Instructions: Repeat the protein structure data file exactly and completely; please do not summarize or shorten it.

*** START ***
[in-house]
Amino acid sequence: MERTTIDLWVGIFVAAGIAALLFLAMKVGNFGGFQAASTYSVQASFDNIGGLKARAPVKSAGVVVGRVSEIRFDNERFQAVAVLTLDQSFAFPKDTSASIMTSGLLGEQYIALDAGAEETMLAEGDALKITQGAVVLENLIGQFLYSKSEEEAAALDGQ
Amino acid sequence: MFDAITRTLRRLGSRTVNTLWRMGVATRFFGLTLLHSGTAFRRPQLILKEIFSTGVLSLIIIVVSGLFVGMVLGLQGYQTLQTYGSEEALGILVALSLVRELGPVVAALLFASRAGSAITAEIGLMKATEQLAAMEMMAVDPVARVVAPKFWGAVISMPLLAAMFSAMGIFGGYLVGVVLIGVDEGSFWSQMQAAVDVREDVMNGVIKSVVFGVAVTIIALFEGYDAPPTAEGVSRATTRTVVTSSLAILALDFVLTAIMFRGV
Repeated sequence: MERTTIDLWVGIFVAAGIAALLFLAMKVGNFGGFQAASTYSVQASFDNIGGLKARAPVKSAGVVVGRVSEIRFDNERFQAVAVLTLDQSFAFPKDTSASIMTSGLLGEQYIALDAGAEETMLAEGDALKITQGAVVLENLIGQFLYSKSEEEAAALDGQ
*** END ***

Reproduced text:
[in-house]
Amino acid sequence: MERTTIDLWVGIFVAAGIAALLFLAMKVGNFGGFQAASTYSVQASFDNIGGLKARAPVKSAGVVVGRVSEIRFDNERFQAVAVLTLDQSFAFPKDTSASIMTSGLLGEQYIALDAGAEETMLAEGDALKITQGAVVLENLIGQFLYSKSEEEAAALDGQ
Amino acid sequence: MFDAITRTLRRLGSRTVNTLWRMGVATRFFGLTLLHSGTAFRRPQLILKEIFSTGVLSLIIIVVSGLFVGMVLGLQGYQTLQTYGSEEALGILVALSLVRELGPVVAALLFASRAGSAITAEIGLMKATEQLAAMEMMAVDPVARVVAPKFWGAVISMPLLAAMFSAMGIFGGYLVGVVLIGVDEGSFWSQMQAAVDVREDVMNGVIKSVVFGVAVTIIALFEGYDAPPTAEGVSRATTRTVVTSSLAILALDFVLTAIMFRGV
Repeated sequence: MERTTIDLWVGIFVAAGIAALLFLAMKVGNFGGFQAASTYSVQASFDNIGGLKARAPVKSAGVVVGRVSEIRFDNERFQAVAVLTLDQSFAFPKDTSASIMTSGLLGEQYIALDAGAEETMLAEGDALKITQGAVVLENLIGQFLYSKSEEEAAALDGQ